Strategy highlights pathway to reduce infrastructure deficit
The Government has welcomed Te Waihanga/New Zealand Infrastructure Commission’s first infrastructure strategy as a major milestone in building a more prosperous, resilient and sustainable future for all New Zealanders.
Rautaki Hanganga o Aotearoa – New Zealand Infrastructure Strategy 2022–2052 set out the infrastructure challenges and opportunities facing New Zealand over the next 30 years. It draws on research, consultation and the views of more than 20,000 New Zealanders to set a path for this future.
“This is an invaluable piece of work. We have never had a single document setting out New Zealand’s long-term infrastructure strategy and a vision for how infrastructure can lay the foundation for the people, places and businesses of Aotearoa New Zealand to thrive for generations to come. It includes 68 recommendations, with actions for achieving net-zero carbon emissions, building liveable cities, and supporting our towns and regions to flourish,” Grant Robertson said.
“As a country, over decades we have simply not invested enough, not planned far enough ahead or with sufficient coordination or efficiency to meet our infrastructure needs. This has helped fuel the housing crisis, made it difficult to reduce emissions and significantly impacted our productivity and overall wellbeing.
“There is an urgency to addressing our current infrastructure deficits while also meeting future needs caused by population growth and climate change. This Government has already shown its commitment to address decades of underinvestment, including investing a record $57.3 billion over five years in capital expenditure such as buildings houses, transport networks, schools and hospitals. And we know that there is more to do.
“The Strategy highlights the scale of the task still ahead of us. For example, it will cost billions to fix New Zealand’s aging water networks. Electricity generation capacity needs to increase by 170 percent to meet our net zero carbon goals. Some $5 billion of local government infrastructure is vulnerable to sea level rise. We also face ongoing cost pressures and the need to build up workforce capacity.
“The Strategy also shows that while further investment is critical, we must be smarter about the way we plan for, deliver and use all of our infrastructure. Trying to just build our way out of these challenges would mean nearly doubling what we currently spend to around 9.6 percent of GDP over a 30-year period. That’s over $31 billion per year – a sum that we would struggle to afford or have the capacity to deliver.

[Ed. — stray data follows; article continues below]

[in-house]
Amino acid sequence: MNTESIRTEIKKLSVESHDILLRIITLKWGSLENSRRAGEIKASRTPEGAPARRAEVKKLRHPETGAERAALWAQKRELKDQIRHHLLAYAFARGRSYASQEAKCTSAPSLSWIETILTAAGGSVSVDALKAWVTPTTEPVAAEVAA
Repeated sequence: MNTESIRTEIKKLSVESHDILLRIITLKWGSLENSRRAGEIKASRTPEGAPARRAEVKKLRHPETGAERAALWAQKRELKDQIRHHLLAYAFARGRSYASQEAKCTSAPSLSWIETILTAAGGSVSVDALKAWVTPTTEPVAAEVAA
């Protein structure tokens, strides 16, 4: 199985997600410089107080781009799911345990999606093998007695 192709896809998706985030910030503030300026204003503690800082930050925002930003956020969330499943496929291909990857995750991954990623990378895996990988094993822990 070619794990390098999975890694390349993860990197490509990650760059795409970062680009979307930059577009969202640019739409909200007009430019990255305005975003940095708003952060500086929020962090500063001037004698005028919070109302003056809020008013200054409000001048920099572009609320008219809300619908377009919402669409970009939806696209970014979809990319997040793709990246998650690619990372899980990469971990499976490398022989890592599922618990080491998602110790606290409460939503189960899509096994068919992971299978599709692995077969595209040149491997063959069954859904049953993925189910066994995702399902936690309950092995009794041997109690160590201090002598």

“This means we need to get more from the infrastructure we do build, reducing costs and prioritising for the greatest impact.
“The Infrastructure Strategy seeks to make sense of New Zealand’s complex infrastructure environment by focusing on improvements to planning, project selection, and delivery of infrastructure; making better use of funding and financing tools; building workforce capability and capacity; and accelerating technology adoption. In taking a coordinated approach, it firmly places the wellbeing of New Zealanders at its core.
“The Government is now preparing a response to this strategy, which will set out the steps to turn strategy into action. As required by legislation, we will share this response in September, determine which recommendations to prioritise, and assign lead agencies to implement them. In many cases responding to the recommendations builds on current work underway - such as resource management reform, the health and disability sector reform, and the Three Waters Reform Programme.
“However, the recommendations in the Strategy cannot be met by the Government alone. New Zealand needs the whole system, including central and local government, iwi/Māori and the private sector to work together to address the significant challenges we face. We all have a part to play.
“There is an urgency here and the decisions we make now can have an impact for decades to come. The Government is already taking steps that address many of the actions and recommendations in this strategy and we look forward to using the strategy as the core of building on our work to deliver New Zealanders the world class infrastructure that they need and deserve,” Grant Robertson said.